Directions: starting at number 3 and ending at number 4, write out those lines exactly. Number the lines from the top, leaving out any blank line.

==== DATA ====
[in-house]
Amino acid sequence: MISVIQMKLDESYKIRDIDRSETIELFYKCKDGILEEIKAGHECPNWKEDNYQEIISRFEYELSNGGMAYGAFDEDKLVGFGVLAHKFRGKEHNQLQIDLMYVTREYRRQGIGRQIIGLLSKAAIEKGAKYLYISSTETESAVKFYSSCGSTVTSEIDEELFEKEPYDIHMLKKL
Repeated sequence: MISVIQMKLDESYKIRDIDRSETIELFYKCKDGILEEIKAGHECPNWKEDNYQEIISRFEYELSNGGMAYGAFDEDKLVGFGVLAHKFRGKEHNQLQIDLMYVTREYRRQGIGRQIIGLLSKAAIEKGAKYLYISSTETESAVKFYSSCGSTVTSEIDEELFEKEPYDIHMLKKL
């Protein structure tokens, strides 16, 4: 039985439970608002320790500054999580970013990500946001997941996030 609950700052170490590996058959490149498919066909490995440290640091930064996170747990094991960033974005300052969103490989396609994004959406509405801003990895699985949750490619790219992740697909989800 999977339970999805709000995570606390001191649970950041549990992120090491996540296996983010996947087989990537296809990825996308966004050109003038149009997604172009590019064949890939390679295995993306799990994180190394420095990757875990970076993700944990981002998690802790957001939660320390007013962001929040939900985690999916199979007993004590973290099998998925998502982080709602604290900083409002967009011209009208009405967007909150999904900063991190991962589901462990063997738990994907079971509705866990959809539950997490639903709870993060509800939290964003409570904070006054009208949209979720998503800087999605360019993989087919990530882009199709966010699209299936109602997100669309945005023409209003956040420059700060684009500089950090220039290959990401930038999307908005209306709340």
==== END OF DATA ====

Repeated sequence: MISVIQMKLDESYKIRDIDRSETIELFYKCKDGILEEIKAGHECPNWKEDNYQEIISRFEYELSNGGMAYGAFDEDKLVGFGVLAHKFRGKEHNQLQIDLMYVTREYRRQGIGRQIIGLLSKAAIEKGAKYLYISSTETESAVKFYSSCGSTVTSEIDEELFEKEPYDIHMLKKL
């Protein structure tokens, strides 16, 4: 039985439970608002320790500054999580970013990500946001997941996030 609950700052170490590996058959490149498919066909490995440290640091930064996170747990094991960033974005300052969103490989396609994004959406509405801003990895699985949750490619790219992740697909989800 999977339970999805709000995570606390001191649970950041549990992120090491996540296996983010996947087989990537296809990825996308966004050109003038149009997604172009590019064949890939390679295995993306799990994180190394420095990757875990970076993700944990981002998690802790957001939660320390007013962001929040939900985690999916199979007993004590973290099998998925998502982080709602604290900083409002967009011209009208009405967007909150999904900063991190991962589901462990063997738990994907079971509705866990959809539950997490639903709870993060509800939290964003409570904070006054009208949209979720998503800087999605360019993989087919990530882009199709966010699209299936109602997100669309945005023409209003956040420059700060684009500089950090220039290959990401930038999307908005209306709340």